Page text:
I was just a kid when I first saw this movie and fell in love with it. To be more precise I fell in love with that experimental helicopter Murphy was flying. And then I forgot all about it until a couple of weeks ago when I decided to revisit it. And all the memories came rushing back as soon as hit play. I started remembering certain scenes but the biggest payoff was the memory of me drawing that damned helicopter. I went through something similar with Harley Davidson and Marlboro Man. So, after that little stroll down memory lane, let’s see what we have here. Blue Thunder is a fascinating early eighties movie that works on many levels.
Firstly, I doubt you’ll see crazier main characters presented to us as average people. I’ll just say that our two heroes spend their time on patrol watching nude women doing yoga. Although I have to admit that the scene in question is extremely effective. You can also sense strong racial undertones hiding under the main story. We will be following Murphy, a slightly unhinged LAPD officer as he starts uncovering a dangerous conspiracy. However, the star of the movie Blue Thunder is the helicopter itself that did actually exist. They strapped the visual appearance of AH-64 onto the body of a French helicopter SA 342 Gazelle.
After forty years, it still looks impressive and just plain old cool. The whisper mode was just bonkers. The movie opens by saying that all the technology you’re about to see exists in the real world. This was a true statement at that time and it’s even truer today. Now, the reason why Blue Thunder feels completely unhinged is because it went through several rewrites. The original script follows a crazy helicopter pilot as he’s terrorizing the LA citizens. The studios liked the idea of a helicopter but wanted a more appealing main character. Whether they succeed is up to you to find out.
However, whatever you might think about the characters in this movie, you can’t deny the fact they’re awfully authentic. That’s what happens when the writer of Alien, Dan O’Bannon, and the writer of Lifeforce Don Jakoby join forces. I’m just wondering who was the one to suggest having a nude lady do yoga not ten minutes into the movie. When it comes to the cast, Roy Scheider and Warren Oates were excellent but I expected more from Malcolm McDowell. He seemed like a generic villain with an annoying catchphrase you simply knew is going to come up later in the movie.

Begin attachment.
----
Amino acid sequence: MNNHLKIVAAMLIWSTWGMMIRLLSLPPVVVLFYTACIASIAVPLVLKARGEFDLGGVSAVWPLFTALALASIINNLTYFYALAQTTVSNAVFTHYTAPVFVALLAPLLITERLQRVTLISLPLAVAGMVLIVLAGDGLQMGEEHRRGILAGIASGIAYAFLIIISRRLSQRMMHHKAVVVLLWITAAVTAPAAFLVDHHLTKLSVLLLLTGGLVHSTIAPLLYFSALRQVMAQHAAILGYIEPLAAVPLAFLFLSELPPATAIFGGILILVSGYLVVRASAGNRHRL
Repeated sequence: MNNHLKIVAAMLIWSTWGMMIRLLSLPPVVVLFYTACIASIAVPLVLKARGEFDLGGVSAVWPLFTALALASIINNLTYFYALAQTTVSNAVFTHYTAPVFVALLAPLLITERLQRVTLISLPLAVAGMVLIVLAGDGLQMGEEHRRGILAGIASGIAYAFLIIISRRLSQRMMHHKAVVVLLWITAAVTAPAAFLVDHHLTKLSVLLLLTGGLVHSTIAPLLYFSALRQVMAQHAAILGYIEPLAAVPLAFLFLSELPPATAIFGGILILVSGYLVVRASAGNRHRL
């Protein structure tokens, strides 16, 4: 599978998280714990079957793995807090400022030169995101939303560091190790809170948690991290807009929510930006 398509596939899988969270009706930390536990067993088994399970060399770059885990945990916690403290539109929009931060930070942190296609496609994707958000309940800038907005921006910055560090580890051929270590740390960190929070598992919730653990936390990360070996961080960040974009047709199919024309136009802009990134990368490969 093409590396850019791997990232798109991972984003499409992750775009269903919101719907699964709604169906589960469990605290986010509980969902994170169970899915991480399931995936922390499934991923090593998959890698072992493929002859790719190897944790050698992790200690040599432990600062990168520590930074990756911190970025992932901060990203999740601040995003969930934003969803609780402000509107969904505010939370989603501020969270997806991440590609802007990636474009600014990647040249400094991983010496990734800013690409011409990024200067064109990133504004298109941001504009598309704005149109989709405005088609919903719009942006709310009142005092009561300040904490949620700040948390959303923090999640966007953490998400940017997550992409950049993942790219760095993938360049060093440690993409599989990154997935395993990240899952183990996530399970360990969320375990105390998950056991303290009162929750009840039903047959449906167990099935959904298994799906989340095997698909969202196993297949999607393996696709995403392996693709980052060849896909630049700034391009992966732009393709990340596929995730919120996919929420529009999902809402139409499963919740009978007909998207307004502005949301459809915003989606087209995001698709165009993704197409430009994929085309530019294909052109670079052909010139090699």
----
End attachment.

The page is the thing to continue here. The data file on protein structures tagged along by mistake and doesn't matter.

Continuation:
Frank Murphy is a helicopter pilot working for the LAPD still wrestling with his experiences in Vietnam. As one of the best pilots in the squad, he’s selected by the mayor to test out a new type of experimental helicopter nicknamed Blue Thunder. With the Summer Olympic games just around the corner, the police want to have something powerful in the air to protect the visitors. However, Murphy will soon start to learn more about why this single helicopter is so important.
You would think that there would be a lot of movies about helicopters but you would be wrong. 1990 Fire Birds starring Nic Cage is the only one I could dig up. Black Hawk Down and San Andreas do feature some helicopter footage but it’s rather meager compared to the previous two entries. Blue Thunder features phenomenal action sequences that still look mind-blowingly realistic. The helicopter chase towards the end of the movie is thrillingly realistic.
The choppers were flying under the bridges and awfully close to buildings. I know that most if it were practical effects but they were just so damn effective! Now, I have never flown a helicopter but I did play a lot of GTA and Battlefield 4. And the feeling you get from this movie is exactly the same. So, if you’re feeling nostalgic for the good old early eighties, you better check out this underrated gem. Blue Thunder will surprise in more ways than you think it can.
Director: John Badham
Writers: Dan O’Bannon, Don Jakoby, Dean Riesner
Cast: Roy Scheider, Warren Oates, Candy Clark, Daniel Stern, Malcolm McDowell, Jason Bernard
Fun Facts: The car Murphy drives in Blue Thunder is a black 1981 Pontiac Turbo Trans Am Special Edition.